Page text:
Unique Ontario Attractions

Are you the kind of person who seeks out the more unusual side of sightseeing? Do you have a strong aversion to typical tourist destinations? Or, maybe you’ve visited Ontario multiple times and want to experience something new.

For those with a taste for the unusual, here’s a list of some of the more unique attractions to check out when visiting Ontario.

Sewers of Toronto

A walk-through of Toronto’s elaborate sewer system is a chance to see a different side of the city, literally.

Toronto’s sewer system is architecturally beautiful, and a testament to the city’s planning and maintenance of its water systems. Walking through the sewers is like a wetter version of the city’s subway system.

Toronto’s sewers aren’t your typical attraction, and entering the system requires crawling into a manhole or other entrance. If you want to tour the sewers, you need the permission and guidance by a public works employee.

Cheltenham Badlands

The Cheltenham Badlands are a prime example of how poor farming practices and resource management can render fertile land utterly useless. The badlands are barren and unable to produce anything other than sparse shrubbery.

Visiting the Cheltenham Badlands is eerily beautiful. However, if you visit after it rains, or if the ground appears soft, visitors are advised to stay off of the hills as the land is extremely fragile and could result in a nasty red stain for the rest of your stay in Ontario.

Bobo Island Abandoned Amusement Park

Once called the “Coney Island of Michigan,” this theme park was constructed in 1898 and was only accessible by steamboat. It contained numerous rides and was a popular destination for nearly 100 years.

However, as other amusement parks like Cedar Point opened, attendance at Bobo Island’s park dropped until its doors closed in 1993.  The small island may not be forgotten, but it is a far cry from its hay day as an entertainment destination for people in Canada and the US.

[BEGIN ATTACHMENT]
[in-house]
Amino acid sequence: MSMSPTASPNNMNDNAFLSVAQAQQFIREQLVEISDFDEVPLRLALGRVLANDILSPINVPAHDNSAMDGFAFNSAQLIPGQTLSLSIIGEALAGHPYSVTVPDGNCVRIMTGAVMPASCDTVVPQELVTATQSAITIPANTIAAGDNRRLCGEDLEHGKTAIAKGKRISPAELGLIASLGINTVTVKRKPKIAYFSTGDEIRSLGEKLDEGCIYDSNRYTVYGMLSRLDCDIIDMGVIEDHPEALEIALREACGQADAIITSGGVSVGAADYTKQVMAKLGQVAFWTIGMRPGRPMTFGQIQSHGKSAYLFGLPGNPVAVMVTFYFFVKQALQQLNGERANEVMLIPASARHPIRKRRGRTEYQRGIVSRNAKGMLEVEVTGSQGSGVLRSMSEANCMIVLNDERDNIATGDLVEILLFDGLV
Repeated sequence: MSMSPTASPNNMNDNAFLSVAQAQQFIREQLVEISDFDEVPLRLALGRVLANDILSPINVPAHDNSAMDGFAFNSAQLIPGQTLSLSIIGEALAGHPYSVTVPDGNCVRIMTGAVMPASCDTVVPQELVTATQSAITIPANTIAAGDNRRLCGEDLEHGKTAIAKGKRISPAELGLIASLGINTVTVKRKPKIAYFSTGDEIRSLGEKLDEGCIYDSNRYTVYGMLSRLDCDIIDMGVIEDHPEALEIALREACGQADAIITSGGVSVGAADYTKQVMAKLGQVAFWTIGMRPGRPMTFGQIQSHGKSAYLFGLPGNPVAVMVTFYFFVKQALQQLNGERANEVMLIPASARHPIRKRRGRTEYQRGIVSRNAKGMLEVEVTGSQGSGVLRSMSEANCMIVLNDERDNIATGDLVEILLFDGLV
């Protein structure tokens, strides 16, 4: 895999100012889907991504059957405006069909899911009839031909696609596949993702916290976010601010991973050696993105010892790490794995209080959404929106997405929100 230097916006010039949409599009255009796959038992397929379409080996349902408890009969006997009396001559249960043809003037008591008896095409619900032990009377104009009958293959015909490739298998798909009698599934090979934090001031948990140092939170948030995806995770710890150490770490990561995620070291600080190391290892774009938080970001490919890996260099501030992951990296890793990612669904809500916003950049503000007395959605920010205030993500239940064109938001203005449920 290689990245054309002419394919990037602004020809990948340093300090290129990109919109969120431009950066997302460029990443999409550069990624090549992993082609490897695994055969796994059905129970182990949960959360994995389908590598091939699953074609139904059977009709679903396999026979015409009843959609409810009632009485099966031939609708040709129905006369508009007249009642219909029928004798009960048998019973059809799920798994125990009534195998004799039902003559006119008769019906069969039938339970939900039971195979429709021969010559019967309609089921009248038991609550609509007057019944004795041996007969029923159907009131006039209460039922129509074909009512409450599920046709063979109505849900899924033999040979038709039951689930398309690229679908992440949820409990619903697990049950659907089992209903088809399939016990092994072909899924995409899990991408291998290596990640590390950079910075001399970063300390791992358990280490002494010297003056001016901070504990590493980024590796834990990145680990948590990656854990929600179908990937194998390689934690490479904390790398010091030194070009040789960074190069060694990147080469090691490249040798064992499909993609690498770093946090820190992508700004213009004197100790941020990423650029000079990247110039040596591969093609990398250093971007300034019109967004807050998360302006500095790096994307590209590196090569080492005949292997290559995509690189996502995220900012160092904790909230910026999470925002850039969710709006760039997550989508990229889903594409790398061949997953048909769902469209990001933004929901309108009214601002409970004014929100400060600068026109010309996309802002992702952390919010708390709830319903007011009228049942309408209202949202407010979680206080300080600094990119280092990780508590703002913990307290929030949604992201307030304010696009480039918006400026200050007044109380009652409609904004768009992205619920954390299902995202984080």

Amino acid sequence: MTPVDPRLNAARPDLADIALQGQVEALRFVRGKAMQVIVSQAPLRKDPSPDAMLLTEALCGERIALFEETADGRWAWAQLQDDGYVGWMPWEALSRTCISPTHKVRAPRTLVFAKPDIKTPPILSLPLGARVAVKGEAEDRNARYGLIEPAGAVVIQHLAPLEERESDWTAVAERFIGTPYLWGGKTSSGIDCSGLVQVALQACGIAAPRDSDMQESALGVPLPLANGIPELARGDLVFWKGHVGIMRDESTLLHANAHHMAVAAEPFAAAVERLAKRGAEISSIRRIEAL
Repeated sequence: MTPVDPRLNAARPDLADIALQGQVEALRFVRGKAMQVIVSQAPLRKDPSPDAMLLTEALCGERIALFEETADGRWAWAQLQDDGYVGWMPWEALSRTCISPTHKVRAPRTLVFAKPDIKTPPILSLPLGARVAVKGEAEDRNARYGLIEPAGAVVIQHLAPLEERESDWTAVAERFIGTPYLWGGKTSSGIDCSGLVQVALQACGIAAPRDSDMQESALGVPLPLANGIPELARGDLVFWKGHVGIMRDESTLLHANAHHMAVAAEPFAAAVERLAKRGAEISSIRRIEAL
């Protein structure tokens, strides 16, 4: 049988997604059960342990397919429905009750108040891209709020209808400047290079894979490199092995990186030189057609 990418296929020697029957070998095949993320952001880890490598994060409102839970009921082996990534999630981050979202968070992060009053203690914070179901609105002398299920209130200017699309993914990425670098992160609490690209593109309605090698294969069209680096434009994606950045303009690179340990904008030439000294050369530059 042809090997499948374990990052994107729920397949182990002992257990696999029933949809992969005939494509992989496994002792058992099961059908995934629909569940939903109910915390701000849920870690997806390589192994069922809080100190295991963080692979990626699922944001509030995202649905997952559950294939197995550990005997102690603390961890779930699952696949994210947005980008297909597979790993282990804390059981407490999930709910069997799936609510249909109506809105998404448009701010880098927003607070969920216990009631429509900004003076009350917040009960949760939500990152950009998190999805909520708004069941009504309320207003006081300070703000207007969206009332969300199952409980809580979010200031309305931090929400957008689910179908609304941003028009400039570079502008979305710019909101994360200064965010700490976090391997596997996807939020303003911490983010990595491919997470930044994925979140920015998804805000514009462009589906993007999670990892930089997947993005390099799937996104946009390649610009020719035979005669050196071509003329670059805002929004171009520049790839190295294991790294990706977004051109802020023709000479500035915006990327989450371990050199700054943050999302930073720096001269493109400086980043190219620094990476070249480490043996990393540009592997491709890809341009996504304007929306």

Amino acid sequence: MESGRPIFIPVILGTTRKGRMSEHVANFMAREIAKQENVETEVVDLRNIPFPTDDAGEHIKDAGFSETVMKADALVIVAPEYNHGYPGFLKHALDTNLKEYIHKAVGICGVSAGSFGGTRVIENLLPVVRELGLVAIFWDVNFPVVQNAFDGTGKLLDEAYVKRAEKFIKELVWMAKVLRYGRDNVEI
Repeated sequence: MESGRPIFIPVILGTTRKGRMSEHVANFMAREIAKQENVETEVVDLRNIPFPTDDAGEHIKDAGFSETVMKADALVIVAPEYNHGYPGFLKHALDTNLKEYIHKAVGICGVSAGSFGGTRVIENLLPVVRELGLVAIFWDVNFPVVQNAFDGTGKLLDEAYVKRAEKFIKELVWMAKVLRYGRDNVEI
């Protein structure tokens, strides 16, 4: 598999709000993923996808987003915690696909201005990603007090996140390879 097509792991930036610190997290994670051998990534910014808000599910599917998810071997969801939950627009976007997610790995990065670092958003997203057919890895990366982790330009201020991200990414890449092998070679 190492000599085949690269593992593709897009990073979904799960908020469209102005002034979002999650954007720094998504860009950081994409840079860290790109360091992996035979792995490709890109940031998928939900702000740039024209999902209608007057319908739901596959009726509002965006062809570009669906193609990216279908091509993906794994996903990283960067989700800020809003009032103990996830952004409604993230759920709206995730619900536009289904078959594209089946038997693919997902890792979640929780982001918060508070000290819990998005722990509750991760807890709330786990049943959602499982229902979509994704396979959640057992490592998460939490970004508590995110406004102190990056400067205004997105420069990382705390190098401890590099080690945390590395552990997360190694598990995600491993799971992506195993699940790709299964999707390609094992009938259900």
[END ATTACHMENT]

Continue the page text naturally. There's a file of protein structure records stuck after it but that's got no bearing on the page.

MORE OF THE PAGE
The best way to view the park without risking breaking trespassing laws is by seeing it from a kayak or other boat.

Camp 30 POW Camp

Located in Bowmanville, this WWII-era POW camp for German soldiers became a National Historic Site of Canada in 2013.

The site was previously a reform school of sorts for boys, but during WWII the government converted it to a POW camp.

The buildings have since fallen into disrepair, and graffiti covers many of the walls. But if you’re a lover of history, visiting the camp is definitely worth the visit.

Ark Two Shelter

You can find this nuclear fallout shelter in Horning Mills. A single man, Bruce Beach, began constructed in the 1980s, convinced that nuclear war will inevitably occur.

The tunnels descend 14 feet below the ground, and from there, visitors can explore the tunnels made from converted 42 school buses. The series of tunnels can house up to 500 people.

Beach welcomes visitors interested in viewing his work, but in return, he asks for a bit of manual labor to help maintain the tunnels.

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